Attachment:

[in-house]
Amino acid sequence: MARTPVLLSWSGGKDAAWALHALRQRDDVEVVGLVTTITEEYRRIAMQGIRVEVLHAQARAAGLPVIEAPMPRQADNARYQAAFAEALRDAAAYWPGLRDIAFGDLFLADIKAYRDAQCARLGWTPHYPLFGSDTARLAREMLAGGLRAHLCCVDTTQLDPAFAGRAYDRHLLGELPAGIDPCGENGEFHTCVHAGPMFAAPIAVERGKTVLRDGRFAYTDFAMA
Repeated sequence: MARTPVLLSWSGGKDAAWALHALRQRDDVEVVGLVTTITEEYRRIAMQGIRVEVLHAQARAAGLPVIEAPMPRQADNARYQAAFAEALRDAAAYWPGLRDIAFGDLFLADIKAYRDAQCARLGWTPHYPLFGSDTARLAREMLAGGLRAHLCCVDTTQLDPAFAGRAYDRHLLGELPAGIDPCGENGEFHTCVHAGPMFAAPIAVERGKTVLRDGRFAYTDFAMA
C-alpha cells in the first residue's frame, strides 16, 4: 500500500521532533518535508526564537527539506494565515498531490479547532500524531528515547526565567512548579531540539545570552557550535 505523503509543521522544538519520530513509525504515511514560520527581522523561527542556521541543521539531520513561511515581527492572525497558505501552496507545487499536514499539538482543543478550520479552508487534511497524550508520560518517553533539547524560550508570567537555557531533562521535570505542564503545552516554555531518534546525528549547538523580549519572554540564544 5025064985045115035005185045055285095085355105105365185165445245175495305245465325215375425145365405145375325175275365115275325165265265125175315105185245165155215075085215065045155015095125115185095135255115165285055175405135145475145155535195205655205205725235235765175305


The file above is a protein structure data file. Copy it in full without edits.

[in-house]
Amino acid sequence: MARTPVLLSWSGGKDAAWALHALRQRDDVEVVGLVTTITEEYRRIAMQGIRVEVLHAQARAAGLPVIEAPMPRQADNARYQAAFAEALRDAAAYWPGLRDIAFGDLFLADIKAYRDAQCARLGWTPHYPLFGSDTARLAREMLAGGLRAHLCCVDTTQLDPAFAGRAYDRHLLGELPAGIDPCGENGEFHTCVHAGPMFAAPIAVERGKTVLRDGRFAYTDFAMA
Repeated sequence: MARTPVLLSWSGGKDAAWALHALRQRDDVEVVGLVTTITEEYRRIAMQGIRVEVLHAQARAAGLPVIEAPMPRQADNARYQAAFAEALRDAAAYWPGLRDIAFGDLFLADIKAYRDAQCARLGWTPHYPLFGSDTARLAREMLAGGLRAHLCCVDTTQLDPAFAGRAYDRHLLGELPAGIDPCGENGEFHTCVHAGPMFAAPIAVERGKTVLRDGRFAYTDFAMA
C-alpha cells in the first residue's frame, strides 16, 4: 500500500521532533518535508526564537527539506494565515498531490479547532500524531528515547526565567512548579531540539545570552557550535 505523503509543521522544538519520530513509525504515511514560520527581522523561527542556521541543521539531520513561511515581527492572525497558505501552496507545487499536514499539538482543543478550520479552508487534511497524550508520560518517553533539547524560550508570567537555557531533562521535570505542564503545552516554555531518534546525528549547538523580549519572554540564544 5025064985045115035005185045055285095085355105105365185165445245175495305245465325215375425145365405145375325175275365115275325165265265125175315105185245165155215075085215065045155015095125115185095135255115165285055175405135145475145155535195205655205205725235235765175305